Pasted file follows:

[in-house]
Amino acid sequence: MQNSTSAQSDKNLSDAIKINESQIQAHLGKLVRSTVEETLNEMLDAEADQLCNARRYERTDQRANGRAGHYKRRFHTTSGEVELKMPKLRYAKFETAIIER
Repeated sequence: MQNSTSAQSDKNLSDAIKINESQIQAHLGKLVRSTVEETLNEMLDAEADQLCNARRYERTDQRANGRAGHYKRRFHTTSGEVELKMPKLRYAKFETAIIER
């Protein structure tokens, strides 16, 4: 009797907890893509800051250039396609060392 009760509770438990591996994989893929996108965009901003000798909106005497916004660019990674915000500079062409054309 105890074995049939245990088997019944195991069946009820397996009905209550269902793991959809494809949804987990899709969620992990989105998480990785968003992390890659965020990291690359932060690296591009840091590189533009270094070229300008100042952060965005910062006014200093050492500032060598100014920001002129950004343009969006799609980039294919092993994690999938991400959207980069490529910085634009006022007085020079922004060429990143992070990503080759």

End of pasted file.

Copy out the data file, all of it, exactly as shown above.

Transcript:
[in-house]
Amino acid sequence: MQNSTSAQSDKNLSDAIKINESQIQAHLGKLVRSTVEETLNEMLDAEADQLCNARRYERTDQRANGRAGHYKRRFHTTSGEVELKMPKLRYAKFETAIIER
Repeated sequence: MQNSTSAQSDKNLSDAIKINESQIQAHLGKLVRSTVEETLNEMLDAEADQLCNARRYERTDQRANGRAGHYKRRFHTTSGEVELKMPKLRYAKFETAIIER
């Protein structure tokens, strides 16, 4: 009797907890893509800051250039396609060392 009760509770438990591996994989893929996108965009901003000798909106005497916004660019990674915000500079062409054309 105890074995049939245990088997019944195991069946009820397996009905209550269902793991959809494809949804987990899709969620992990989105998480990785968003992390890659965020990291690359932060690296591009840091590189533009270094070229300008100042952060965005910062006014200093050492500032060598100014920001002129950004343009969006799609980039294919092993994690999938991400959207980069490529910085634009006022007085020079922004060429990143992070990503080759």